perhaps add a suggestion of blood spatter…! V funny blog my friend. FYI Something weird happened to the text on the previous posts (the face mask one looks fine…well at least the text does ;-), the text column is very narrow for some reason…

    Also I remember a brochure about the buddha at Nara being heavily qualified “largest indoor bronze buddha” or something similar…got me thinking there were other, plastic, stone, quartz, wooden, generally outdoor buddhas lurking around the next town…

  3. Bruce says:

    I don’t think you have enough things to keep you occupied!

    What about a score for durability – number of possible times used?

  4. Jonno says:

    subject for a new Stephen King novel?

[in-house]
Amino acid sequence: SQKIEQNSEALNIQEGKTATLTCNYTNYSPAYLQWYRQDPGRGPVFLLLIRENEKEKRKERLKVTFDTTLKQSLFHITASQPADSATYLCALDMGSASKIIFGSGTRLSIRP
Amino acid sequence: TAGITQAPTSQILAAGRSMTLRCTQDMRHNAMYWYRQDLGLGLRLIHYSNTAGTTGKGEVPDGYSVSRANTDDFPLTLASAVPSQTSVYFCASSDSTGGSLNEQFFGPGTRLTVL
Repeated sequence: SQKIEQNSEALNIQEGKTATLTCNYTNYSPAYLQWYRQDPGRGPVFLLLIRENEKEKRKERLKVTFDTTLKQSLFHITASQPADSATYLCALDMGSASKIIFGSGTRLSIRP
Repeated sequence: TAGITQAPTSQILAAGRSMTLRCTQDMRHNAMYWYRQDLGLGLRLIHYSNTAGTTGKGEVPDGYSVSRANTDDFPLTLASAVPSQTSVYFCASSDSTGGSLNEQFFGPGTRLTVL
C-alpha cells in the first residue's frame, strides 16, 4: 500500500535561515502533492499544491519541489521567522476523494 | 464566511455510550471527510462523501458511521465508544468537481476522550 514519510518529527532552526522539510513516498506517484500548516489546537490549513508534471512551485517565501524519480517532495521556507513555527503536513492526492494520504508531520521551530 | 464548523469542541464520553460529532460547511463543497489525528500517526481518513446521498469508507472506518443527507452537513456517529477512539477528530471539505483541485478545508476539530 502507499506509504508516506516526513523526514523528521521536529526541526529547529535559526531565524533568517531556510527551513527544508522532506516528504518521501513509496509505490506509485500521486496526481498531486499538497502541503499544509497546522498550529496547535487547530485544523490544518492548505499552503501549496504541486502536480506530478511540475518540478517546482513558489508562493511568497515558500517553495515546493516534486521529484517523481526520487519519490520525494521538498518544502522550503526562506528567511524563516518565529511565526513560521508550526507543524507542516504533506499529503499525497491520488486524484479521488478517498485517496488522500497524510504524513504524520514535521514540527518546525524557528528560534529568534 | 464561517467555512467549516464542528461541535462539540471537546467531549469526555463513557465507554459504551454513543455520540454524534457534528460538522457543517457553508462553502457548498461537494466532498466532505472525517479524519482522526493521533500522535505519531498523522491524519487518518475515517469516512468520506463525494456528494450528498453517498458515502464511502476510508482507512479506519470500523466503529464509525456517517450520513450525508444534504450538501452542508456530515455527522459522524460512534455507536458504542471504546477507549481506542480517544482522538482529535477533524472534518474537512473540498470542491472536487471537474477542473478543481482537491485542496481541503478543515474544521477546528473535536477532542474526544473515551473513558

5. JapanSoc says:

    A self-deprecating face mask road test…

    Awarding points to the best face mask by features, comfort and of course style – it’s time to revisit a face mask road test that I carried out at the beginning of this year, now that I’ve noticed that a strong face mask comeback on the streets of Tok…

  6. Todd says:

    It’s that time of year again. Just a reminder out there for those with minimal scientific backgrounds:

    Cotton masks offer no protection. To be avoided unless you are merely using them to follow orders, and not to protect yourself and others.

    Synthetic fiber masks offer some protection, but some viruses will pass through the mask, and all airborne particles can pass through small gaps in the seal around the edges of the mask. The only real protection is a respirator. Try wearing one of those out in public! That’s a candid camera video from Japan I’d love to see…

    Also, masks lose effectiveness as they get wet from moisture in your breath. They should be changed several times a day to offer what little protection they do.